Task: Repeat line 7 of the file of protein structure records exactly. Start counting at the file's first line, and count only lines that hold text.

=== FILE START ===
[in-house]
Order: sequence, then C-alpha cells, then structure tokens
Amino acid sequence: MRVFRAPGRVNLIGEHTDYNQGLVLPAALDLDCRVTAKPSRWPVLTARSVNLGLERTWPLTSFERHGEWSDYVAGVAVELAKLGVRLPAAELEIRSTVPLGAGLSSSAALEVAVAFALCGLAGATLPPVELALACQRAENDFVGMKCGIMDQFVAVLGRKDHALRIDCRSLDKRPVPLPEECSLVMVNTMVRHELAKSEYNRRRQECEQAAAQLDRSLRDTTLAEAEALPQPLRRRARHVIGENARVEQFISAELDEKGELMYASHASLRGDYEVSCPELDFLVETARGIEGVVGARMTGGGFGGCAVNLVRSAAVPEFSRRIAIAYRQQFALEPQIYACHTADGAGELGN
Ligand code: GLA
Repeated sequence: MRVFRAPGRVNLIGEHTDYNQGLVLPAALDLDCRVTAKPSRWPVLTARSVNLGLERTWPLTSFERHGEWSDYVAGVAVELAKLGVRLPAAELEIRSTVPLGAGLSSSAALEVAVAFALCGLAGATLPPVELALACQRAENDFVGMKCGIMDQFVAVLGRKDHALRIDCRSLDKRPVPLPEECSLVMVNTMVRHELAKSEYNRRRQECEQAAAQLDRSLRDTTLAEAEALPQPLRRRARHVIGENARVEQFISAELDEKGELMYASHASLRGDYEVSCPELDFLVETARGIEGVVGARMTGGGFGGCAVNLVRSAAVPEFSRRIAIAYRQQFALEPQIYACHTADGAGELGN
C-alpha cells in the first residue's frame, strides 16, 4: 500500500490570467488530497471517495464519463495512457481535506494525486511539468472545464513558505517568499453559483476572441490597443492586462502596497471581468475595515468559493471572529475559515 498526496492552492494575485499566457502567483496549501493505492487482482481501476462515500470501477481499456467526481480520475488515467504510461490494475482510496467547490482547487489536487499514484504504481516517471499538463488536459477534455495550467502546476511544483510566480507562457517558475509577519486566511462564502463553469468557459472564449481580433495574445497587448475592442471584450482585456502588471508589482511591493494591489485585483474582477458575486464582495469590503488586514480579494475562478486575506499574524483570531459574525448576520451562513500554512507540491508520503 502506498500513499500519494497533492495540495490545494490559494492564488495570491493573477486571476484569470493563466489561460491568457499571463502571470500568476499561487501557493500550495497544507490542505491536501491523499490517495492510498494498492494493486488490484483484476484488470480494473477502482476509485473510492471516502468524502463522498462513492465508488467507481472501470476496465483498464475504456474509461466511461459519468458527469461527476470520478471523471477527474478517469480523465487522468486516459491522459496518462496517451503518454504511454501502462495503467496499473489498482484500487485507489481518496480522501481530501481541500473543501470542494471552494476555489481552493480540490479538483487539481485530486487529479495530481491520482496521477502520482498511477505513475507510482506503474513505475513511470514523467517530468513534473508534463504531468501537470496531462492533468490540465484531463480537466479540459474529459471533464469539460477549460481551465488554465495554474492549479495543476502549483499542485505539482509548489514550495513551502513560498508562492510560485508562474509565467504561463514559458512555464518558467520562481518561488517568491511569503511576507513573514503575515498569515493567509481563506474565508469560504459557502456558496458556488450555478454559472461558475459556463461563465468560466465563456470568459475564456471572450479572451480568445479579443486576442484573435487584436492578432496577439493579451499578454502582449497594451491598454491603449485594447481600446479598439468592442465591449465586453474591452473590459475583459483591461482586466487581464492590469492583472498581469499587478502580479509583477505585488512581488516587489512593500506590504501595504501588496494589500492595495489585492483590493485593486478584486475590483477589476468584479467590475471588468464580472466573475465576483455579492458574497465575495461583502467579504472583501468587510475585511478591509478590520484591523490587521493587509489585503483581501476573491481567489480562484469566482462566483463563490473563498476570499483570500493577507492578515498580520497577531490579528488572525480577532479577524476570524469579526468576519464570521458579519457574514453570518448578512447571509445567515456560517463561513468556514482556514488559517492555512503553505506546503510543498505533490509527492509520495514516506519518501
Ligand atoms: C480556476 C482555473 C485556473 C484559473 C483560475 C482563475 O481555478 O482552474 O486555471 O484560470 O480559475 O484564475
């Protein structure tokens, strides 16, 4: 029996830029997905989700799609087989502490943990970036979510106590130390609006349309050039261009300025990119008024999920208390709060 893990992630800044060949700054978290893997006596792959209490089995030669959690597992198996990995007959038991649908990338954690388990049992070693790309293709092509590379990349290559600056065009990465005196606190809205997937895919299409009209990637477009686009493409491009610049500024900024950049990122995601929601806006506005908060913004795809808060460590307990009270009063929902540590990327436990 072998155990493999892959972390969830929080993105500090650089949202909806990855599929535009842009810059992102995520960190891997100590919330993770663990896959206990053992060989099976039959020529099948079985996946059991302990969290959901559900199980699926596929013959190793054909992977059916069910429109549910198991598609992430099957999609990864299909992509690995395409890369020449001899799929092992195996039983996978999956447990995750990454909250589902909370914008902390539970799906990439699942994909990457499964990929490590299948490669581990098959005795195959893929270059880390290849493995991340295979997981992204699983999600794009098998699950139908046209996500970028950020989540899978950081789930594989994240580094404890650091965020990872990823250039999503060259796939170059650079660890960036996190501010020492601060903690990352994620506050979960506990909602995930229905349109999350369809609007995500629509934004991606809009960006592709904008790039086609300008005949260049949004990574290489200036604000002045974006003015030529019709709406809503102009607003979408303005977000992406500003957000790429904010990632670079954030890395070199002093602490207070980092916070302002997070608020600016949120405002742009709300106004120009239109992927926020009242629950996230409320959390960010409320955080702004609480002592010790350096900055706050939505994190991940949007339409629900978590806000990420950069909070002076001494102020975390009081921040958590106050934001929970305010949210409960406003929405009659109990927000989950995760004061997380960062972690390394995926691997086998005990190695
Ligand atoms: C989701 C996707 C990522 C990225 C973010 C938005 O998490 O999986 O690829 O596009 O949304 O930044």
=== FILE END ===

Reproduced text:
Ligand atoms: C480556476 C482555473 C485556473 C484559473 C483560475 C482563475 O481555478 O482552474 O486555471 O484560470 O480559475 O484564475